Tom Bray - J. J. Keller Industry Consultant
July 28 , 2017
You’ve probably heard the saying, “There are always unintended consequences.” Interestingly, I am hearing that more and more with regards to the electronic logging mandate. Applying this time-honored wisdom to the ELD mandate, in most cases, is mistaken. Let’s take a look at a few coming across my desk lately.
This is one of the “unintended consequences” people keep bringing up when it comes to electronic logs (ELogs). However, this is NOT an unintended consequence. The intention of the rule is to get the driver to stop driving when he/she runs out of hours. If a driver is presently using the “flexibility” of a paper log to complete a trip, he/she is falsifying their log and operating past a limit. Period. This is exactly what ELogs are intended to stop. It is the intended consequence. It is a painful consequence, but by no means is it “unintended”.
A carrier that says this needs to ask, “Why haven’t we had this problem before?”. In most cases, it reveals that the drivers were good at hiding the problem when using paper logs. How so? By using the “flexibility” of paper logs to falsify their time. Should having to deal with a recurring problem that didn’t used to exist be called an unintended consequence? Or is it actually an intended one caused by forcing drivers to “run legal”?
This is also an intended consequence. By having ELog data, rather than “hand-drawn” logs, everyone can see how the company’s drivers are behaving and what the company is doing about it. If the company is not auditing, counseling, correcting, and disciplining the drivers that are operating over hours or creating false records in the ELog system, it will be obvious to the investigator. If it is an investigation that is being conducted in conjunction with litigation, having the data and not using it to correct a problem can be costly.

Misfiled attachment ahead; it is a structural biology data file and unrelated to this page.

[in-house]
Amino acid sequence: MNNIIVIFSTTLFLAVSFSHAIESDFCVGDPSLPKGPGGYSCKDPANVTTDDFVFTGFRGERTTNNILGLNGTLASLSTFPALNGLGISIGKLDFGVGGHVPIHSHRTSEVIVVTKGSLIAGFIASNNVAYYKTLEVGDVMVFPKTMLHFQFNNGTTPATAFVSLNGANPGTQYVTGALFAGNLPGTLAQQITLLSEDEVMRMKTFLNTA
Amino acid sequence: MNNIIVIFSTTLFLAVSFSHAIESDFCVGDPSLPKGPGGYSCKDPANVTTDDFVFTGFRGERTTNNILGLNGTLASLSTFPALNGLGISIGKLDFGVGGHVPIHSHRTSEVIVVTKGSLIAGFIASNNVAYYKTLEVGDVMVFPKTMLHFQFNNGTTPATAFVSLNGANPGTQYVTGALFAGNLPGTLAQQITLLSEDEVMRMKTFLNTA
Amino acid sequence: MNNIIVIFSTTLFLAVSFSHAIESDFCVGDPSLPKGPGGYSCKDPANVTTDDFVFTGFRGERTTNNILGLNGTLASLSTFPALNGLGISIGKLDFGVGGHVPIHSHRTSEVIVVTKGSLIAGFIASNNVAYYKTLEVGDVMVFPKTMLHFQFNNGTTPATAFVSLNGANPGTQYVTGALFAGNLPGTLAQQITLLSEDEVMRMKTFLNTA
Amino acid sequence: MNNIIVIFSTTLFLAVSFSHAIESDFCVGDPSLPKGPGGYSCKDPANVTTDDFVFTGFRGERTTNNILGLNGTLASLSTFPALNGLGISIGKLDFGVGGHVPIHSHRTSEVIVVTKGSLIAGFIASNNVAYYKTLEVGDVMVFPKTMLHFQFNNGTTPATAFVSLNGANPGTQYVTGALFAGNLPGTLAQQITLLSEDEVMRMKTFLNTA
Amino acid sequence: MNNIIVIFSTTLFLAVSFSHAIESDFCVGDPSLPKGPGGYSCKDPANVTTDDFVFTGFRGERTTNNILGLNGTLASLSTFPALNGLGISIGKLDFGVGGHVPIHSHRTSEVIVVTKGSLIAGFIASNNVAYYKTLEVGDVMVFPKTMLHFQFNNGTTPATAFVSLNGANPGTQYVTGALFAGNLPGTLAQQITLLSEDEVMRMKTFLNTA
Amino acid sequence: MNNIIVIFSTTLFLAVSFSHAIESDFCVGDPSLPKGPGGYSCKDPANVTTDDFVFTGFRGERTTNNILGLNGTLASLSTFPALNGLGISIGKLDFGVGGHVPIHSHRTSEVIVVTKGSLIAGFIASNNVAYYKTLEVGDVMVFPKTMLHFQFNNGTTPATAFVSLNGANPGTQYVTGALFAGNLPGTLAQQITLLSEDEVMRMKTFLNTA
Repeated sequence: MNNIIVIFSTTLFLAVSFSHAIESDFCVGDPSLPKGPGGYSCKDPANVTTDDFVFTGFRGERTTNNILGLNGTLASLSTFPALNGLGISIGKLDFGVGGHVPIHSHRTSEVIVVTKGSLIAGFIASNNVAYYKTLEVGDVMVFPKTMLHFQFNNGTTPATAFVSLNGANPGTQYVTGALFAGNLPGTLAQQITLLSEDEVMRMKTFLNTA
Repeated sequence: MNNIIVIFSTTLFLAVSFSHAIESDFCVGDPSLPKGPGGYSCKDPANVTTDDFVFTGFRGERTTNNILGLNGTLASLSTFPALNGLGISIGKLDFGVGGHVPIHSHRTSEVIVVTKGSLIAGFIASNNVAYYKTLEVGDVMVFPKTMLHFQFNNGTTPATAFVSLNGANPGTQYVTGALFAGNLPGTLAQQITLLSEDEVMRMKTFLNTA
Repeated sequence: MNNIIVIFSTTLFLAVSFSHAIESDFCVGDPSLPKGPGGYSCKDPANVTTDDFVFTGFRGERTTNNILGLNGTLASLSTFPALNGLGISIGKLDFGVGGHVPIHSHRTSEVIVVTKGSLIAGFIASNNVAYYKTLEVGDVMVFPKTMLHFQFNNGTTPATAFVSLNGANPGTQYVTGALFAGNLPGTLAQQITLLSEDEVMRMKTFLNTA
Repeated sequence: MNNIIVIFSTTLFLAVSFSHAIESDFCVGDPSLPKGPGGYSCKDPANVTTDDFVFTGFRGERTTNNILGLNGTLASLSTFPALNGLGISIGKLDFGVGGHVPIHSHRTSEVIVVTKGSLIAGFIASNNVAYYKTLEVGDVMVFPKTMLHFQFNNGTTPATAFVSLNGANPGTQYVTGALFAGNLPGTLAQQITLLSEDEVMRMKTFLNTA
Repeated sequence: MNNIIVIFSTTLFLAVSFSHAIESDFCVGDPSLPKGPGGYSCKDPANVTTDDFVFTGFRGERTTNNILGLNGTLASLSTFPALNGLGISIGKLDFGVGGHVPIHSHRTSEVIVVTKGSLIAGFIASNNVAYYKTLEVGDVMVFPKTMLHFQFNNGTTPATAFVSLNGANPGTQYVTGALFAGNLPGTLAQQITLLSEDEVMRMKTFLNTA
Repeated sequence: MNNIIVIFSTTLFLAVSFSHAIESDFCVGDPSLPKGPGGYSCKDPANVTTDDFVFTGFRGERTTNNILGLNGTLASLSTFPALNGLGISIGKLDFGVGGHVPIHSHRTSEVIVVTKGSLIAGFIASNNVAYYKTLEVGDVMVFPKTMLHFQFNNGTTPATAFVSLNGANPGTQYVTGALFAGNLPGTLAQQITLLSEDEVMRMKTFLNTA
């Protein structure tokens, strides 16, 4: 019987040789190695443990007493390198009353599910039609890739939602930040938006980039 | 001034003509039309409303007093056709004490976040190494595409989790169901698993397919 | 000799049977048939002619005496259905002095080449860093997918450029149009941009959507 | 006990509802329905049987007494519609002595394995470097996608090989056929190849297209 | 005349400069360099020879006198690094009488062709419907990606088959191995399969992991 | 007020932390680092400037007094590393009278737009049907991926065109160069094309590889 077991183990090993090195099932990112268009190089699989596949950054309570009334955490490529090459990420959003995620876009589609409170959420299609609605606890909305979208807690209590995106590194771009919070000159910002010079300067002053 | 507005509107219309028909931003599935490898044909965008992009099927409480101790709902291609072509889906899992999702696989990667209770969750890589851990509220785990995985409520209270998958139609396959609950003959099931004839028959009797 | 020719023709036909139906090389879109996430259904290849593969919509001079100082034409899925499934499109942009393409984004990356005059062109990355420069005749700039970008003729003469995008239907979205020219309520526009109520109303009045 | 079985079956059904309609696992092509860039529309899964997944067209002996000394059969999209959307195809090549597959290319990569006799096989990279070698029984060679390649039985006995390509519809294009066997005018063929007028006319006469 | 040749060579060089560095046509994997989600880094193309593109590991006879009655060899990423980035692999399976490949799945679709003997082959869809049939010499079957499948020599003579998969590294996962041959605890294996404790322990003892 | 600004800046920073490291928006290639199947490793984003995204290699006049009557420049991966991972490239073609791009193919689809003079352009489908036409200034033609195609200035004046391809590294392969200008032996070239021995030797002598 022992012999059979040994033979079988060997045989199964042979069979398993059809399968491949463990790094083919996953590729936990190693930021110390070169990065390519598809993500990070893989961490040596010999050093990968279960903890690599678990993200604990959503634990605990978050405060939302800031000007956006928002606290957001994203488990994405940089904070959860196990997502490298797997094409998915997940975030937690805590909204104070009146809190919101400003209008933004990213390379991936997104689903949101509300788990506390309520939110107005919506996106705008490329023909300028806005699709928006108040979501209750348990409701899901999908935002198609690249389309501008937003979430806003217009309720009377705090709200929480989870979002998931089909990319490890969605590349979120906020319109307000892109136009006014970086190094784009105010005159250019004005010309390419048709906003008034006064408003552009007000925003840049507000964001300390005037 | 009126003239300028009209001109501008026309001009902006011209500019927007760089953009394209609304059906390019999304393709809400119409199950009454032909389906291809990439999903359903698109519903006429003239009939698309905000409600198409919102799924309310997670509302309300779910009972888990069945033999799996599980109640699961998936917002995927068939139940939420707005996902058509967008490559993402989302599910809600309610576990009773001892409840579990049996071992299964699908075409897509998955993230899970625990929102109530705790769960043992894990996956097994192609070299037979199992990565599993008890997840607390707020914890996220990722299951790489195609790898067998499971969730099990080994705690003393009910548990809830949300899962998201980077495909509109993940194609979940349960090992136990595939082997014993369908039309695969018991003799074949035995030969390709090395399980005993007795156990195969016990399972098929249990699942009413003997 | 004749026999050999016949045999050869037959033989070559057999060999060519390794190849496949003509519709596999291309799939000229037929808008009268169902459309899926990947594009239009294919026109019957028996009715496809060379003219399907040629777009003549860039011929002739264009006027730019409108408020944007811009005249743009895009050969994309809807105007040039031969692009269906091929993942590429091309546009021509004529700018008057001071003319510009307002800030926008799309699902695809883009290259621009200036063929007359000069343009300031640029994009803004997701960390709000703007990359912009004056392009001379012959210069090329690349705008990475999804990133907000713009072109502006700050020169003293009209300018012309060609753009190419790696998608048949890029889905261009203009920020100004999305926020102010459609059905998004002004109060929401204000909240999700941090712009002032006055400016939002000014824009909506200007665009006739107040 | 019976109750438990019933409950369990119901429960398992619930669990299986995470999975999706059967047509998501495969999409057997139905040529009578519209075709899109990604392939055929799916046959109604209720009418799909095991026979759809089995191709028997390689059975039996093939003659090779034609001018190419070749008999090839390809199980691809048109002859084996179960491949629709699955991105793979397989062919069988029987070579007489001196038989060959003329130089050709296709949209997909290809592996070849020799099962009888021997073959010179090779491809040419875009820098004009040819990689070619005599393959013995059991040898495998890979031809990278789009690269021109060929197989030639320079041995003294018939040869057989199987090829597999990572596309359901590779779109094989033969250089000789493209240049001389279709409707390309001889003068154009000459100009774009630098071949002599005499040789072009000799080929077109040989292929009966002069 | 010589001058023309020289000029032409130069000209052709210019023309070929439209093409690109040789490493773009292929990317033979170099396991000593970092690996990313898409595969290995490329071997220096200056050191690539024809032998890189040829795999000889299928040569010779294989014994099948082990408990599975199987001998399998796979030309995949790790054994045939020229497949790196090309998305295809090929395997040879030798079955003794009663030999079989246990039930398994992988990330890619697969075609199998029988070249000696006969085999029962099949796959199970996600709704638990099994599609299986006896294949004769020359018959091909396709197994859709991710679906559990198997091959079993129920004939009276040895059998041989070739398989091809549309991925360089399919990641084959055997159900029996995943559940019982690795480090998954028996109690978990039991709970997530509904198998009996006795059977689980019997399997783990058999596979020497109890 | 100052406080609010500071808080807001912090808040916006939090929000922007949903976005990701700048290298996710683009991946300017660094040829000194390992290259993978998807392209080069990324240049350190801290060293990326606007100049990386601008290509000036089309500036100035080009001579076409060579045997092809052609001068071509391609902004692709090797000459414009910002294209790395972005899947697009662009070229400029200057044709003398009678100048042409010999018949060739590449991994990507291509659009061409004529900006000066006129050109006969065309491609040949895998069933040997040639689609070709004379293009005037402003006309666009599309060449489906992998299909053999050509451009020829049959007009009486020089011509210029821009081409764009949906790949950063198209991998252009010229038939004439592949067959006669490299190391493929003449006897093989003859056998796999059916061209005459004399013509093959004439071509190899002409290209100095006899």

Is this an unintended consequence? No! Just read the hours-of-service regulations closely and see who the agency is going to hold responsible for a driver falsifying or operating over an hours’ limit. I will give you a hint – “No motor carrier shall permit or require any driver…” turns up everywhere in the hours-of-service regulations. Forcing carriers to closely watch their drivers’ hours is not an unintended consequence, it is an intended one.
The statement goes, “If every driver has to stop and take the full 10 hours off, 8 hours for a passenger-carrying driver, there won’t be any place to park.” This is an interesting argument in that the statement itself proves it is an intended consequence – making drivers take full breaks. The parking shortage is a painful subject. But ELDs can’t be blamed for forcing drivers to take full breaks; it is an outright lack of parking spots in certain areas that is the real problem.
Much like the other “unintended consequences” we have been discussing, this is an intended consequence. A property-carrying driver must stop driving once he/she reaches 14 hours since the beginning of his/her workday. There is nowhere in the regulations that guarantees that the driver will be able to drive 11 out of the 14. However, many drivers use the “flexibility” of paper logs to cover loading and unloading delays, working too long at a job site, sitting too long at a meal break, or traffic delays, to “dodge” the 14-hour limit and drive a full 11 hours. As with the other issues we have been discussing, the idea of going to an ELog is to make sure drivers are obeying the limits. To say that a driver being forced to follow the 14-hour limit is an unintended consequence of using an ELog is mistaken.
Don’t get me wrong. There are unintended consequences to the ELog mandate. But forcing drivers and carriers to follow the limits is not one of them. It is the actual intent.
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